In a Tuesday phone interview, District Business Manager Katie Parrott, who was designated to conduct the district’s investigation, said that Ketchikan Indian Community Cultural Specialist Irene Dundas and Liz Medicine Crow, who is the president and CEO of the First Alaskans Institute, were among those that the district consulted as part of its investigation.

The district report draws on statements from an archived video of the Elders Forum to contextualize the values. For instance, the report quotes Klukwan Elder Joe Hotch, who explains in the video that “Tlingit value(s) means my way of life as a Tlingit person. It is very important that when we say Tlingit values, it means our way of life .”

Hotch’s comments “(demonstrate) the intent of the values ​​to be firmly rooted in culture and sharing of historical traditions, ie ways of life,” the report explains.

The report also quotes Ethel Lund, a Juneau elder, to explain that “reference to creation or Creator is in reference to all living things in nature,” and that therefore there is “no attempt to promote a specific religious doctrine related to creation or Creator .”

Lund says in the video: “It seems like the cornerstone for Tlingit values ​​has always been respected, and from that, everything else falls into place. So it seems to me, in developing our own values ​​from those that we have as guidelines for us.” , we should start off with respect for self, and others, and for all creation.

“Because, I just spent a couple weeks ago with the elders in Sitka, and they brought in, they had plans for some totems,” she said. “And there’s a whole ceremony that you go through, showing respect for the tree. We show respect for animals before we take them. So it includes, in my view, all creation.

“I remember,” Lund continued, “as a small girl, coming in from the south end of Wrangell, where our village used to be located, and my grandfather pointing out a huge rock that said that rock had a spirit, and it welcomed people into the village. So, in the traditional view of life, there was reverence and respect for all life, and I think that should be the cornerstone of any development of values ​​that we come away with.”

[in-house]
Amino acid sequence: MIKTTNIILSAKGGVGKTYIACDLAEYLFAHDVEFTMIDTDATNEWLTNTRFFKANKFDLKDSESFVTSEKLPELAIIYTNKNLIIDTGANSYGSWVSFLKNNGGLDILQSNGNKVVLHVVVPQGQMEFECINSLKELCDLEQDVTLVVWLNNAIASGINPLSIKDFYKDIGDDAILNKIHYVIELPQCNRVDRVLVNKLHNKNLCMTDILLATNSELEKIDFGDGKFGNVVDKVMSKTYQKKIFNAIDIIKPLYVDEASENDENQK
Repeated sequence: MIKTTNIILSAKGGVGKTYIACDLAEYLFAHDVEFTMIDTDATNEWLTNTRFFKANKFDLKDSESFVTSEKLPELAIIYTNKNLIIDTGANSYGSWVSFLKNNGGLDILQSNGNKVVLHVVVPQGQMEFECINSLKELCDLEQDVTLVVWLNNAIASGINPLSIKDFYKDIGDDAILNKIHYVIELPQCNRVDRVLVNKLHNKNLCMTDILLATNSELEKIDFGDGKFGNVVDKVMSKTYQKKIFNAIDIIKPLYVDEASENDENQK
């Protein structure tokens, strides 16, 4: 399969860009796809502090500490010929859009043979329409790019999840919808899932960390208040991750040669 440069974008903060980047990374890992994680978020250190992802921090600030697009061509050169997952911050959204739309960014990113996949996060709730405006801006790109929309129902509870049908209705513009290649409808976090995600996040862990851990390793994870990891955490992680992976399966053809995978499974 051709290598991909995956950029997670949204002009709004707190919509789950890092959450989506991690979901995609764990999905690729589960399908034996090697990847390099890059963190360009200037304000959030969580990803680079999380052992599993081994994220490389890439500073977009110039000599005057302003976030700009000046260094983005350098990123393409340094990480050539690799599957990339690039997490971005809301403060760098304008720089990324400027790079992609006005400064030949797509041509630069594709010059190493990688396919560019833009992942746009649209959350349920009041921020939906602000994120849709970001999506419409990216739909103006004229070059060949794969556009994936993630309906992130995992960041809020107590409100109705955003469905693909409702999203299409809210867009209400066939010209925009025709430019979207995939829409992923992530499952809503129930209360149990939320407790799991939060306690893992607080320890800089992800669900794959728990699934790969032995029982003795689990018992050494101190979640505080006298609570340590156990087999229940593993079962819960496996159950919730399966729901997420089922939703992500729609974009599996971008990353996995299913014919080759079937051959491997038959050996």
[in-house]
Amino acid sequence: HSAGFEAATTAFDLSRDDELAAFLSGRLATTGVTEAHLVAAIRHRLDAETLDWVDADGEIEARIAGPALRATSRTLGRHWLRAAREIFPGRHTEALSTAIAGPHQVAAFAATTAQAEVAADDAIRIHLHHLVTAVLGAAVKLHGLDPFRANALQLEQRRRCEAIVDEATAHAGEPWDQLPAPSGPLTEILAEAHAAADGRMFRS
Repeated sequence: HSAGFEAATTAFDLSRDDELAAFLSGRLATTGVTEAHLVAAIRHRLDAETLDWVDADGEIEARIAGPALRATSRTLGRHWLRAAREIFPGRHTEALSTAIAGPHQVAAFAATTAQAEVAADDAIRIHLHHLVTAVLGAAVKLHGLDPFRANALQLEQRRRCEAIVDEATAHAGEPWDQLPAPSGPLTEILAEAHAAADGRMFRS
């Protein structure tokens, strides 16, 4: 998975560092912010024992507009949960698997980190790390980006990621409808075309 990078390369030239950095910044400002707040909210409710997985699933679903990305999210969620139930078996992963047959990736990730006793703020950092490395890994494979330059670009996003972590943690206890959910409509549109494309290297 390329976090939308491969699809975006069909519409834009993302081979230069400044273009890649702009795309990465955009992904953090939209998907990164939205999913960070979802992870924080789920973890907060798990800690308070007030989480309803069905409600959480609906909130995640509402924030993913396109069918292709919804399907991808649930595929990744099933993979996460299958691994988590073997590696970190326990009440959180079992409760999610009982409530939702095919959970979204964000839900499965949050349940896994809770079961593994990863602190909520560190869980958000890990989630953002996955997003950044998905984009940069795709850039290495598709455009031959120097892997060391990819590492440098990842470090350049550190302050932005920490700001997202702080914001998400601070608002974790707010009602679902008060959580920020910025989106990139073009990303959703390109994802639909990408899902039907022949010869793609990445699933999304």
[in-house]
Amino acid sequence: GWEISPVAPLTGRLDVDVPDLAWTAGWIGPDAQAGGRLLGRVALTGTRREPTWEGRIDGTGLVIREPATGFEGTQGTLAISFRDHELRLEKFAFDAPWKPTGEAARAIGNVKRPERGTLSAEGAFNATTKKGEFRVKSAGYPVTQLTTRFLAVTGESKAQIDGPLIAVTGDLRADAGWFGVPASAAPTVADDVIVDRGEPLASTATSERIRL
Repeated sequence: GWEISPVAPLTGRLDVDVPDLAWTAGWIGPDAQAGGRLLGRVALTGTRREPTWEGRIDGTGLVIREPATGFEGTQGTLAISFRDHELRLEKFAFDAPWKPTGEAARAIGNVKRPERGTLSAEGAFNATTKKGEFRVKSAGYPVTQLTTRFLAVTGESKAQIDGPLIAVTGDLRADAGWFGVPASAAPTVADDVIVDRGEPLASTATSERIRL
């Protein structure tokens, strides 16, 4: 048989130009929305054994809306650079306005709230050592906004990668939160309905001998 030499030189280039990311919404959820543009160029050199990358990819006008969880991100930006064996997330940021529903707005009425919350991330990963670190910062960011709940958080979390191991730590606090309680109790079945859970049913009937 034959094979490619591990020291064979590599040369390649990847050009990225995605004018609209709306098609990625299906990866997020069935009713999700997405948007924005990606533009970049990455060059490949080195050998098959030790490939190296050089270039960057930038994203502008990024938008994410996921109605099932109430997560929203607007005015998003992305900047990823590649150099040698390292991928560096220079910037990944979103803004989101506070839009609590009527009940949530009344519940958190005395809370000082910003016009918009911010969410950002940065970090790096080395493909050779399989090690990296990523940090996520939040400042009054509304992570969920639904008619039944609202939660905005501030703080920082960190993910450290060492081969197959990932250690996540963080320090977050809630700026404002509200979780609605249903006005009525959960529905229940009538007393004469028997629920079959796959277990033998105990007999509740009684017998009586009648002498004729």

Finally, the investigation report notes that the tribal value posters identify both state and federal government education agencies as sponsors at the bottom, “indicating appropriateness for use in public schools.” Those organizations include the Central Council of Tlingit and Haida Indian Tribes of Alaska, the Substance Abuse and Mental Health Services Administration’s Circles of Care program, the Elderly Nutrition Program, the Johnson-O’Malley Program, Alaska Rural Systemic Initiative and the Association of Alaska School Boards.

The investigation concludes that “there is no religious doctrine or tenet related to or in association with the Southeast Traditional Tribal Values ​​being taught or promoted in KGBSD schools, neither as part of a curriculum within the (Positive) Behavior Intervention & Support program at Ketchikan Charter School nor in display of the posters in schools and classrooms.Therefore, do not change to the current use of the Southeast Traditional Tribal Values ​​within KGBSD schools is recommended.”

The board tonight will have the opportunity to revoke, modify or uphold the district’s determination and recommendation regarding the tribal values ​​posters.

Also tonight, the board will hold a work session to evaluate itself, set its goals and discuss the superintendent evaluation process.

The board also will consider approving an annual authorization of district bank accounts and authorized signers, and will review teaching contracts for the 2022-23 school year with 16 certified individuals: Vance Churchwell, Heather Gause, Carissa Gibson, Sarah Hamilton, Misty Hancock, Shelly Hewitt, Tyson Hewitt, Alyssa Howell, Allison Londregan, Tyler Martin, Sara Orozco, Kieran Romero, Anne Schuerger, and Hadlee Simonson.

Tonight’s meeting will begin at 6 in the Ketchikan Gateway Borough Assembly chambers at 1900 First Ave. There will be time for public comment near the start of the meeting.